This album of music designed for sci-fi film trailers was recorded at LA East Studios in Salt Lake City, Utah. The recording engineer, Marc Daniel Nelson, also produced this short video about the project. I have heard about this studio for many years, but never had the opportunity to record here until recently. The room itself sounds livelier and brighter than it looks (given all the wood), and it definitely sounds great, but the people that run this place are what make it truly special.
Composing The Landing…
This film was shot in two main parts. The black and white scenes covering the event that the story centers around were shot 25 years ago, in 1991. The documentary style portions of the film, using the same actors (much like Boyhood), were shot in late 2015 and early 2016.
The black and white scenes were scored with analog synthesizers, most of them vintage: 3 different Moogs, a Prophet 5, a modern drone synth, and a Swarmatron were all heavily employed to evoke a period-specific sense of danger and the unknown. Many of the cues in these scenes subtly blend acoustic instruments, like Accordion or Bells, into the musical environment to give that sense of potential danger the feeling that it is closer to becoming a reality.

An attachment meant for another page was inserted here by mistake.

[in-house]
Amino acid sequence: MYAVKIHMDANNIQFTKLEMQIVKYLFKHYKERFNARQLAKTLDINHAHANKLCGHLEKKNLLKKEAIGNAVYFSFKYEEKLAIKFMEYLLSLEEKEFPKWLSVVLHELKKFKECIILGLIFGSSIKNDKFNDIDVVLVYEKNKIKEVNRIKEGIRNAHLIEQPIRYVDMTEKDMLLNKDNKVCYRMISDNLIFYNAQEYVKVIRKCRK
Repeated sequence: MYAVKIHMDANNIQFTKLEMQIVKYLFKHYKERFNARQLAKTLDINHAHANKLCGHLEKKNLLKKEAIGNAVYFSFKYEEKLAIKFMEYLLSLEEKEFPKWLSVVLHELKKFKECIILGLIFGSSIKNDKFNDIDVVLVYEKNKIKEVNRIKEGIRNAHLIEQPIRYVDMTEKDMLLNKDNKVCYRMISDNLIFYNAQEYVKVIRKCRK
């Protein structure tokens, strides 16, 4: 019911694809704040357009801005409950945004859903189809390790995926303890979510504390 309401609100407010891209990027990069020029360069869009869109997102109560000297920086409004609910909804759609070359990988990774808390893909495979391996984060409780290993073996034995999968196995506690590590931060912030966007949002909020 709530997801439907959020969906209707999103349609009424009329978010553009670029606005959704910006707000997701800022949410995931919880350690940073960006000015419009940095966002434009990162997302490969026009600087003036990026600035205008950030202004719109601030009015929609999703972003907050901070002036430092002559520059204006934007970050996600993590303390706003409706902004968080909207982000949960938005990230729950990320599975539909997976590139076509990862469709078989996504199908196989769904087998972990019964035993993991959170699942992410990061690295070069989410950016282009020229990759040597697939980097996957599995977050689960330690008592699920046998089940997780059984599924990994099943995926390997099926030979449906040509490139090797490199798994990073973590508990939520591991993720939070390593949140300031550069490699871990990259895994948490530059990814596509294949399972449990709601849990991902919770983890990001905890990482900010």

The modern documentary footage was scored primarily with themes on the Piano and Pipe Organ, but regularly integrated the analog synth textures as a backdrop onto which the more traditional documentary themes play. I often used a very long-tailed reverb on only the melodic notes of the piano themes in order to provide a constant awareness of space, and the consequences the trip into space has had on the lives of the characters.
The Hauptwerk Pipe Organ was used to add a bit of gravitas to some of the piano cues early in the film by being a pedal tone only, and as the film progresses, is used more overtly as a way to draw attention to the existential problems that the main character causes for his fellow crew members. Near the end of the film, the conciliatory Piano is gone, and I used two counter-tenors and a men's choir with the Organ to write, in the director's words, "a eulogy of the American justice system".
An additional part of this film's musical requirements were that we needed to rerecord John Phillip's classic 60's folk-pop anthem "San Francisco". Knowing that the recording had to be authentic, I began searching for an artist or band that already embodied these folk pop sensibilities. Fortunately, my friend and sometimes music supervisor, Tanya Porter, pointed me in the direction of King Washington. Not only did they sound perfect for this upon first listen, but they were from LA. Soon after meeting them, we booked East West Studios, Studio 3 (where it was originally recorded with Scott McKenzie), and recorded our version, which you can hear in three places throughout the film.
It was an amazing experience given the unusual combination of musicianship, passion, and just plain luck involved in getting this done!